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Librarians demand ‘imminent action’ on costly ebooks

Education committee urged to investigate pricing and licensing practices regarding ebooks

Hundreds of librarians and academics are calling for urgent regulation of “unaffordable” ebooks during the coronavirus crisis, which has made access to online books crucial for students and researchers.

In an open letter, more than 700 UK-based academic librarians, researchers, university lecturers and students called on Robert Halfon, chair of the House of Commons Education Committee, to investigate the academic publishing industry over its pricing and licensing practices regarding ebooks.

“The Covid-19 pandemic, where students and researchers have not been able to physically visit libraries and access paper books, has brought the many market issues regarding ebooks sharply into focus as ebooks have become our only purchase option,” they wrote.

Under copyright law, university libraries are required to purchase a version of the ebook specifically licensed for university use. However, academic books are often not available to institutions to license as an ebook and universities are forbidden by law from scanning whole books they own in print, the academics said.

If an ebook is available to license by a university, “it is almost always more expensive, and frequently significantly and prohibitively so”, they said, while price rises are also common.

Moreover, “publishers can, and do, withdraw ebook licences previously purchased by a library and are increasingly forcing a new licence to be purchased annually for an ebook already in the collection”.

As a consequence, university librarians are finding that much of the ebook content is either “unavailable or prohibitively expensive”.

“The result is that many lecturers are now facing the prospect of having to design their teaching content around what reading is actually available electronically and what is affordable,” they said, adding that “this does not support a vibrant higher education sector producing world-beating research”.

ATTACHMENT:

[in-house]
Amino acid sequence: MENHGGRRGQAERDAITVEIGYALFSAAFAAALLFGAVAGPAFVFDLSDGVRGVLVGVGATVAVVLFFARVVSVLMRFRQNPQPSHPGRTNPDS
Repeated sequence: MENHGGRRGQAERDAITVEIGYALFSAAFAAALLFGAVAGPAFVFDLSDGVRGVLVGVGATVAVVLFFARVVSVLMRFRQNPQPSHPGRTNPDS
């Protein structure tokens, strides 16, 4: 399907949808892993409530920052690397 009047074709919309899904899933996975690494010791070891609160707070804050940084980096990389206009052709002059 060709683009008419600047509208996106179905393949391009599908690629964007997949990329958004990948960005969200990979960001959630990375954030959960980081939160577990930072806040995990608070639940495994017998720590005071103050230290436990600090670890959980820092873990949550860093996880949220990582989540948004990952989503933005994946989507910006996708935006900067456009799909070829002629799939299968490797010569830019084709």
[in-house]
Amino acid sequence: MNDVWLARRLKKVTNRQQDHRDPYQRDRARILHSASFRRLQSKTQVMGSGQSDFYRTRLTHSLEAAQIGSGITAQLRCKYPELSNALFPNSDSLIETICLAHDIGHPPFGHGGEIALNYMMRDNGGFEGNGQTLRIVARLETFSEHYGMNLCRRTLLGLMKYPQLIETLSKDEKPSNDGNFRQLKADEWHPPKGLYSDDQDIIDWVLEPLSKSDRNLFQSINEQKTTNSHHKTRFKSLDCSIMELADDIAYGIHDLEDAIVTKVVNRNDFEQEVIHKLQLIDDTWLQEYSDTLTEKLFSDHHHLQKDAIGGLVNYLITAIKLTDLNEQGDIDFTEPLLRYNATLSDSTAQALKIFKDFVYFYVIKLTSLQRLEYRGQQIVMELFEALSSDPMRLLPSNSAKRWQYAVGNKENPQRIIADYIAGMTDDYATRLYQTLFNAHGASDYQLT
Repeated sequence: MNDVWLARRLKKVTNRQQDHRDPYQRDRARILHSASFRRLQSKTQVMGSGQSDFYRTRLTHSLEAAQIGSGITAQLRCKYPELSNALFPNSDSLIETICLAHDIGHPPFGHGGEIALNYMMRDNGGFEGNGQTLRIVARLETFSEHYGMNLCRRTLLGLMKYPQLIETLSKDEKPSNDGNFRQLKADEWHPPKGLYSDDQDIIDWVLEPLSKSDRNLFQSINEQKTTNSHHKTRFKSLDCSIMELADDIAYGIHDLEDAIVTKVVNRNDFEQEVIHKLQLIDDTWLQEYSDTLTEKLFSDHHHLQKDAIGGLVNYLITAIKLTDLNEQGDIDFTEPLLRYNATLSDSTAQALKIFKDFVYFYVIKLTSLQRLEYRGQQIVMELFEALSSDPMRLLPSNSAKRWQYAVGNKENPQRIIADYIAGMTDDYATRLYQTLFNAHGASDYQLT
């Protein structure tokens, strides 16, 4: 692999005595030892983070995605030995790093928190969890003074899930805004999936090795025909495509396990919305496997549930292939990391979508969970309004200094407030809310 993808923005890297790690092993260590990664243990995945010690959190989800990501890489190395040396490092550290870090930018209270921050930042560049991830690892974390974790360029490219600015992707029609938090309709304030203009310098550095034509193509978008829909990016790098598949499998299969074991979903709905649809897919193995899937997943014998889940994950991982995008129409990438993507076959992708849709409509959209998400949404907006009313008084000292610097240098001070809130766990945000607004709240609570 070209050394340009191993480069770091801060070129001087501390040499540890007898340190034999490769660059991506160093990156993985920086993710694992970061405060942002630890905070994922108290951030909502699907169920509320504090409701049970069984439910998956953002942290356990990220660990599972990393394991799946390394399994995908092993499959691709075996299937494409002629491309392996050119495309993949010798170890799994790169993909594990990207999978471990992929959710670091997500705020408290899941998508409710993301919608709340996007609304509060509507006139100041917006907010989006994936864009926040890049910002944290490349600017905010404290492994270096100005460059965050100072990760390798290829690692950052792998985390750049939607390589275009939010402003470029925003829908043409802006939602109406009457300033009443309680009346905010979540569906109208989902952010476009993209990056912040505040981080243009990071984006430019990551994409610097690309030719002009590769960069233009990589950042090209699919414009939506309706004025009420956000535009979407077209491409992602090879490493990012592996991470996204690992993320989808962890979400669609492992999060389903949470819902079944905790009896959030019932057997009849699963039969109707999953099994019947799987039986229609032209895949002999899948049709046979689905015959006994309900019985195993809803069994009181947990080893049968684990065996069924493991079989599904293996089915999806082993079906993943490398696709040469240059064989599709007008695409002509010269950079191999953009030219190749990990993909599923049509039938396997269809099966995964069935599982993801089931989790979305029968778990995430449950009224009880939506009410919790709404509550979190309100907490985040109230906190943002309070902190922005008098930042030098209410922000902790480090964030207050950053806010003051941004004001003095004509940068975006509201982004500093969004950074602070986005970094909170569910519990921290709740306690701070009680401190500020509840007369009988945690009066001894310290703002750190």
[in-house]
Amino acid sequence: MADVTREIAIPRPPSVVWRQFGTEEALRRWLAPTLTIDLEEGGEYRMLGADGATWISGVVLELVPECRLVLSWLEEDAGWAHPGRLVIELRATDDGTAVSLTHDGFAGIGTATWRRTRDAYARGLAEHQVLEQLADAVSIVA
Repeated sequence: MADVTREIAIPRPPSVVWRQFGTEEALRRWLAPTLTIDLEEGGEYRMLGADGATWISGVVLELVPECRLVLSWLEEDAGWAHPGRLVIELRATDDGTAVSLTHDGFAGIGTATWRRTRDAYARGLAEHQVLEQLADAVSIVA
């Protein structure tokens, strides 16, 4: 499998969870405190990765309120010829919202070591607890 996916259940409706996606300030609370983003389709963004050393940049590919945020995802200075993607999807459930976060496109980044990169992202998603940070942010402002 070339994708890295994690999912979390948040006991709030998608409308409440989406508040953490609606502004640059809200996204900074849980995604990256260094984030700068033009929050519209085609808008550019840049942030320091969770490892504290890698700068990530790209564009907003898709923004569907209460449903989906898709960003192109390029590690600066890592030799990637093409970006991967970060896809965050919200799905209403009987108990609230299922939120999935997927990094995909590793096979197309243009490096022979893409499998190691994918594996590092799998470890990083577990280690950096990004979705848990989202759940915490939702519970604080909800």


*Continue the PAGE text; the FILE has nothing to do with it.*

With the academic year “only days away”, the authors urged the government to take “imminent action to ensure that research, information and ideas are accessible to those enrolling in our universities”.

The campaign was started by Johanna Anderson, a subject librarian for natural and social sciences at a UK university.

“I have a budget for the school which I have to split up across different courses, including all three years of undergraduate study, postgraduate study and some researchers,” she told Research Professional News. “That’s hundreds of modules I have to provide resources for. If every ebook is £500 for one user licence, we simply can’t do that.”

“Instead of supporting students through a really stressful time and making sure everything was there and available, I’ve just spent hours and hours unsuccessfully trying to source resources. Now they are all back and it’s still an impossible situation,” she said. “With a second lockdown looking increasingly more likely, I’m not going back to hard copies if I can help it, so I’m still trying to buy ebooks.”

Research Professional News has approached the Commons Education Committee for comment.